Bitter disappointment over Alzheimer’s drug

A drug which had been hailed as a potential breakthrough in the fight against Alzheimer’s disease has failed to perform in final trials.


Sufferers and families have been left bitterly disappointed after it was announced during 2015 that the drug solanezumab seemed to slow the memory loss caused by Alzheimer’s as well as helping those with mild forms of the condition to retain thinking skills.

It was widely reported as being the first ever drug to show a significant effect. However, pharmaceutical company Eli Lilly has now announced that no benefits were shown during a trial which lasted 18 months and and involved more than 2,100 people.

The firm will now not be going ahead with seeking regulatory approval for the drug. Alzheimer’s Society chief executive Jeremy Hughes said that there had been “high hopes” for the medication.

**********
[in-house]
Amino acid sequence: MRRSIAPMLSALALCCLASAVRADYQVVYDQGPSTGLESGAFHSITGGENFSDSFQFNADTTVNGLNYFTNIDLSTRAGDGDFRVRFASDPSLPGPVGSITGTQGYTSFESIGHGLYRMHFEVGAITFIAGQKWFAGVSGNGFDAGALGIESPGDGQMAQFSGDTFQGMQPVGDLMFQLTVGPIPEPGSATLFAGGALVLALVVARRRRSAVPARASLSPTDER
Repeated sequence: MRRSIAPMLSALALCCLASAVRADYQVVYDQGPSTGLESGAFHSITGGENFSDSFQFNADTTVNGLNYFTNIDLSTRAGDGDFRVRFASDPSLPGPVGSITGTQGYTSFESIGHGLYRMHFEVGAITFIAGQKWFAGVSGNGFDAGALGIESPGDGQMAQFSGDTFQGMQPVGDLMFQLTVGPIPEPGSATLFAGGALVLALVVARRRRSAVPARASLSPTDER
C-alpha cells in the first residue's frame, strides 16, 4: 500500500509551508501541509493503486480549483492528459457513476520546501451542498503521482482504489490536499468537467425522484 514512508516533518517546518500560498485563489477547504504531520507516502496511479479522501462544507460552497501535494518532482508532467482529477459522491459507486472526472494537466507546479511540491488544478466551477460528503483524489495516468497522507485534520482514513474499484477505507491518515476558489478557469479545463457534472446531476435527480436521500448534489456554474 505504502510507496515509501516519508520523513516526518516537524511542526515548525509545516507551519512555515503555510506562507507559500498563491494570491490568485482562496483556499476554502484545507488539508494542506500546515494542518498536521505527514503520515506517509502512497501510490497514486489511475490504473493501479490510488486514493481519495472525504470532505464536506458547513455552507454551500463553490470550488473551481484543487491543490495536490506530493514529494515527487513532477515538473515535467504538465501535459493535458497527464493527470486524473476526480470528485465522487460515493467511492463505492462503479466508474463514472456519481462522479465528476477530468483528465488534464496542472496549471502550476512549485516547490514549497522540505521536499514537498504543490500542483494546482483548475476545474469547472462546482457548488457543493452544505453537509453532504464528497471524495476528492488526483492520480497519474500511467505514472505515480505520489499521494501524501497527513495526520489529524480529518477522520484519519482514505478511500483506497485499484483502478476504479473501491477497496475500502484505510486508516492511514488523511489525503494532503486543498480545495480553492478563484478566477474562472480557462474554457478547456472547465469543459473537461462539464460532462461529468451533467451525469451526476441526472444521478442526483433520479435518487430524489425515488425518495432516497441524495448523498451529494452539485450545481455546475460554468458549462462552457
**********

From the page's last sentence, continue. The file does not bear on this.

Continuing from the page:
He added: “It’s extremely disappointing to learn that it hasn’t delivered a meaningful change for people living with dementia, when the need is clearly so great.”

Dr David Reynolds, Chief Scientific Officer at Alzheimer’s Research UK, said: “It’s very disappointing that solanezumab has not shown benefit for people with mild Alzheimer’s and will no doubt trigger important debate within the research community.

The condition is caused when sticky amyloid plaques form in the brain preventing neurons from communicating with each other. Solanezumab is an antibody which binds to amyloid, allowing it to be cleared by the body.

At first, it was developed for sufferers of late-stage dementia, but was not found to work. However, it was then thought that it would have a positive impact on those with mild symptoms, but the results in larger trials proved disappointing.

It is a huge setback for research into the disease as the drug was the first to ever reach phase 3 trials, and was being hailed as a ground-breaking treatment.